This article was written by Jonathan Dunkle
Hans Lobert’s game was built around speed. Aside from 1912, when an injury caused him to miss more than half the season, the stocky, bowlegged third baseman stole 30 or more bases each year from 1907 to 1914. At a field day in Cincinnati on October 12, 1910, Lobert rounded the bases in 13.8 seconds, considered a record at the time. He also raced againstand defeatedOlympic gold-medal winner Jim Thorpe, collegiate track-star Vince Campbell, and even a racehorse. One reporter suggested that if Hans put his mind to it, he could be the world-record holder in the 110 and the 440. But the hardnosed Lobert was far from one-dimensional. The lifetime .274 hitter batted over .300 four times and twice led National League third basemen in fielding percentage.
The son of a cabinetmaker, John Bernard Lobert was born in Wilmington, Delaware, on October 18, 1881. The family eventually included six children, and John’s brothers Frank Lobert and Ollie also played professional baseball. After moving to Williamsport, Pennsylvania, the Loberts eventually relocated to the Pittsburgh area where John began playing for the Pittsburgh Athletic Club. After a 1903 game in Atlantic City, New Jersey, vacationing Pittsburgh Pirates owner Barney Dreyfuss invited Lobert to try out for his team that September. When John showed up in the clubhouse at Exposition Park, Honus Wagner found out that they lived near each other, that they shared the same name (Johannus in German, which was their common heritage), and perhaps recognized that they bore a slight facial resemblance to each otherespecially in their prominent noses. The great Pirates star dubbed the 21-year-old rookie “Hans Number Two,” and called him that for the next 50 years.
The nickname stuck . . . but Lobert didn’t. Having long since clinched the pennant, Pittsburgh manager Fred Clarke tried him out at every position in the infield except first base. Hans appeared in five games for the Pirates that fall, making three errors and only one hit in 13 at-bats. He described his lone hit in The Glory of Their Times. According to the story, late in a game against Joe McGinnity of the New York Giants, with two strikes against him, Lobert bunted for a single. When he took his position at third base, John McGraw, who was coaching third for the Giants, asked him who taught him to bunt with two strikes. “Nobody did,” Lobert replied, “but I like to bunt and nobody was looking for a busher to do that.” McGraw responded, “Well, you keep it up. That’s the way to keep them on their toes.”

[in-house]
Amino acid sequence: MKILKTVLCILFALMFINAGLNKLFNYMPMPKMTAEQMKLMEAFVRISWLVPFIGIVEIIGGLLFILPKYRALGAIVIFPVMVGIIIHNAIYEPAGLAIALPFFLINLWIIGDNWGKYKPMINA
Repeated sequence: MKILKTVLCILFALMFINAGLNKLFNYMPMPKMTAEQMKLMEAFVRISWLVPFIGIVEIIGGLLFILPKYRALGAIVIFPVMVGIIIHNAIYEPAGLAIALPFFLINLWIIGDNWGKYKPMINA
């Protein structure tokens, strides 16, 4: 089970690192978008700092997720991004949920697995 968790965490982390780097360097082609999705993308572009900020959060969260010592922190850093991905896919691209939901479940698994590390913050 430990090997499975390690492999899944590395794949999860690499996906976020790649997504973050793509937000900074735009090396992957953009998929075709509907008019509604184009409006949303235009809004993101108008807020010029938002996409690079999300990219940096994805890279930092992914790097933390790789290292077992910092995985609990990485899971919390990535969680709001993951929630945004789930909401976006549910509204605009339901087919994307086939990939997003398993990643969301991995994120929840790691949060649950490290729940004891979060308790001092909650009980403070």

The Pirates decided Lobert needed more seasoning so they sold him to Des Moines, Iowa, of the Western League. He played 143 games in 1904 and batted .264 with 37 stolen bases. That winter the Des Moines team changed hands and the new owner offered Lobert a contract with a substantial cut in pay. Spurning the offer to play closer to home, Hans signed on with Johnstown of the outlaw Tri-State League and batted .337 with 31 stolen bases in 115 games.
Late in the 1905 season the Chicago Cubs purchased Lobert’s contract from Des Moines, which still held his rights in organized baseball. Hans batted .196 in 14 games with the Cubs, which leads to another tale he sometimes told of his first meeting with McGraw. According to this story, Lobert stole second base, sliding hard into Giants shortstop Bad Bill Dahlen. The two began to argue and nearly came to blows. After the inning, when Hans returned to his position at third base, McGraw told him, “Don’t let them bluff you, young fellow. Hold your ground.” Lobert did just that. Innings later Mike Donlin slid into him, spiking him in the leg. Hans shrugged it off, but moments later he tagged Donlin out on a pickoff, spiking him as he placed the tag.
Just before the start of the 1906 season, the Cubs sold Lobert to the Cincinnati Reds. “If that trade hadn’t been made, it would have been Frank Chance, Johnny Evers, Joe Tinker, and Lobert, I guess,” Hans surmised. Even though the competition wasn’t quite as stiff with the Reds, he became a utility man, batting .310 with 20 stolen bases in 79 games35 at third base, 31 at shortstop, and 10 at second base. In 1907 Lobert replaced the ancient Tommy Corcoran as the everyday shortstop, batting .246 with a team-high 30 stolen bases. After starting the 1908 season at shortstop again, he moved in midseason to third base, the position he played for the rest of his career. Soon Hans established himself as one of the NL’s young stars.